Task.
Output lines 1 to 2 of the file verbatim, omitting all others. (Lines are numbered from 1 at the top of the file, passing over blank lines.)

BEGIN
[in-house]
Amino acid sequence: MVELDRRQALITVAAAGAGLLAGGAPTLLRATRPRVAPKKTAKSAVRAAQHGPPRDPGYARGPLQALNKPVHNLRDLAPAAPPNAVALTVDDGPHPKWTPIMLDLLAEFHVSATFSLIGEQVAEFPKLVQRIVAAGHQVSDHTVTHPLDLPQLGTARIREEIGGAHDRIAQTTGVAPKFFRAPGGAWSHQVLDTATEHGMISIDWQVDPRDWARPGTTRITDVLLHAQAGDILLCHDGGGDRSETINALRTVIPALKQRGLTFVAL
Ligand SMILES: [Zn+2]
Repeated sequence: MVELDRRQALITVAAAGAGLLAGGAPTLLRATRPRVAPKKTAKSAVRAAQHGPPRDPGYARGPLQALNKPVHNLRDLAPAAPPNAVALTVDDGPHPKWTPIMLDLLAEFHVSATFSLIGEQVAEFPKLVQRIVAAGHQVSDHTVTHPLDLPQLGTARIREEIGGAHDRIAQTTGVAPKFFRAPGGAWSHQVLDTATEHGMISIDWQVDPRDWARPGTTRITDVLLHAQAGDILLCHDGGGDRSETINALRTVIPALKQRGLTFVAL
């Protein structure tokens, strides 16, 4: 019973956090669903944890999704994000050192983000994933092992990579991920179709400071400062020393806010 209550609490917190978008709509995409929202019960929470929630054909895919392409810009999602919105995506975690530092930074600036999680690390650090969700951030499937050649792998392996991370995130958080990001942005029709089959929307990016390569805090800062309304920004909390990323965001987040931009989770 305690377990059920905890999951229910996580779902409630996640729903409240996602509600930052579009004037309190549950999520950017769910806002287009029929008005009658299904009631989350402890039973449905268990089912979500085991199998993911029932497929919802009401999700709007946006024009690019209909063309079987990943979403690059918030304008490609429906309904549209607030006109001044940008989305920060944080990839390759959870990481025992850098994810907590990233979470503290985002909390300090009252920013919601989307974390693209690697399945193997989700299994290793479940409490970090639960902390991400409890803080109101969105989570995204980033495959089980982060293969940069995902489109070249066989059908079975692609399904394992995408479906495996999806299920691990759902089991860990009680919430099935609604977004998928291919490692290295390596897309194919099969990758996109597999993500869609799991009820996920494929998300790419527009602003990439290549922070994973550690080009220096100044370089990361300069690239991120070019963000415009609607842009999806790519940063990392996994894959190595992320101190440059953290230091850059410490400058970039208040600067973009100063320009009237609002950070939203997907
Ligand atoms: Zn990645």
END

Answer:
[in-house]
Amino acid sequence: MVELDRRQALITVAAAGAGLLAGGAPTLLRATRPRVAPKKTAKSAVRAAQHGPPRDPGYARGPLQALNKPVHNLRDLAPAAPPNAVALTVDDGPHPKWTPIMLDLLAEFHVSATFSLIGEQVAEFPKLVQRIVAAGHQVSDHTVTHPLDLPQLGTARIREEIGGAHDRIAQTTGVAPKFFRAPGGAWSHQVLDTATEHGMISIDWQVDPRDWARPGTTRITDVLLHAQAGDILLCHDGGGDRSETINALRTVIPALKQRGLTFVAL